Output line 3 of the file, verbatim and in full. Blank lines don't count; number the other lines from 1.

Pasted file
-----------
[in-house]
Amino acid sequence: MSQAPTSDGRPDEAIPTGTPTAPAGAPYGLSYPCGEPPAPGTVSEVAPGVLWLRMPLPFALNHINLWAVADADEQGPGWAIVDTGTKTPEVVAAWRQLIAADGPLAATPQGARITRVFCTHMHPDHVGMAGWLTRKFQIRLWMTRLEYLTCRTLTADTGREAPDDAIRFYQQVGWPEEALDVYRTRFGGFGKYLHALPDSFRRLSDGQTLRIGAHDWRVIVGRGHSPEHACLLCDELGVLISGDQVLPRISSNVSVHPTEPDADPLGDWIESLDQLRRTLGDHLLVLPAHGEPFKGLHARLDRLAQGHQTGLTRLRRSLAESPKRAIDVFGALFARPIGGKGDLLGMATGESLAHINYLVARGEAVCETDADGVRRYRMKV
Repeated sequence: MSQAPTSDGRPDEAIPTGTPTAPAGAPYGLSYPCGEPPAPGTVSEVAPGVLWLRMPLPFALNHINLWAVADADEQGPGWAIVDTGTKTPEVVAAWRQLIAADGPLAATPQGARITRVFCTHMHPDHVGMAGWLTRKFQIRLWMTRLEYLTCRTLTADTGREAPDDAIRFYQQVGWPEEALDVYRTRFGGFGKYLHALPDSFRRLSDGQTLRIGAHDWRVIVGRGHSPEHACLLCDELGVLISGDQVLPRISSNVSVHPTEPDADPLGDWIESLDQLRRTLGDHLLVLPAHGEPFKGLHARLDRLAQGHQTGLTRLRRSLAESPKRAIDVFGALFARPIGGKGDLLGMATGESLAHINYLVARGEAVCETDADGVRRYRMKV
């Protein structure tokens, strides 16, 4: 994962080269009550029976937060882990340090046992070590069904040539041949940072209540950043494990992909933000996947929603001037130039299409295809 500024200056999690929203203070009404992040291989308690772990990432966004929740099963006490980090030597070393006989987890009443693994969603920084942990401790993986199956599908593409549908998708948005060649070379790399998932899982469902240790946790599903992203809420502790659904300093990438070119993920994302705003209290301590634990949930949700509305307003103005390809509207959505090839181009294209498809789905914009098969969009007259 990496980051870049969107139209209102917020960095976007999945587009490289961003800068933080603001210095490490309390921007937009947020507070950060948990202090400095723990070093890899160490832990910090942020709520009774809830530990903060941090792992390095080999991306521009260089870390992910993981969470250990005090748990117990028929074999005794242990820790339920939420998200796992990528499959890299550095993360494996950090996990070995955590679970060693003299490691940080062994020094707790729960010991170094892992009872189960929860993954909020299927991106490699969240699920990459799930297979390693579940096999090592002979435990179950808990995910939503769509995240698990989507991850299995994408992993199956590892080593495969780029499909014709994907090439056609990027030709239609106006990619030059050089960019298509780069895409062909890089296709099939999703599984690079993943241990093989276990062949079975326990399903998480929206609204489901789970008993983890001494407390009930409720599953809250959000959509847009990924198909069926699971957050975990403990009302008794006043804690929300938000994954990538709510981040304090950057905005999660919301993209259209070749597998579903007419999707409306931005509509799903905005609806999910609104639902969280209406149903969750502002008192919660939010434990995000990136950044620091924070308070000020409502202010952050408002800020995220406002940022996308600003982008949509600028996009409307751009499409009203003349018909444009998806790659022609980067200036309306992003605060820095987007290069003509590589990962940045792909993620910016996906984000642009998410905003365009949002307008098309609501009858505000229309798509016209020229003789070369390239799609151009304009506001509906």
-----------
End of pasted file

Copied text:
Repeated sequence: MSQAPTSDGRPDEAIPTGTPTAPAGAPYGLSYPCGEPPAPGTVSEVAPGVLWLRMPLPFALNHINLWAVADADEQGPGWAIVDTGTKTPEVVAAWRQLIAADGPLAATPQGARITRVFCTHMHPDHVGMAGWLTRKFQIRLWMTRLEYLTCRTLTADTGREAPDDAIRFYQQVGWPEEALDVYRTRFGGFGKYLHALPDSFRRLSDGQTLRIGAHDWRVIVGRGHSPEHACLLCDELGVLISGDQVLPRISSNVSVHPTEPDADPLGDWIESLDQLRRTLGDHLLVLPAHGEPFKGLHARLDRLAQGHQTGLTRLRRSLAESPKRAIDVFGALFARPIGGKGDLLGMATGESLAHINYLVARGEAVCETDADGVRRYRMKV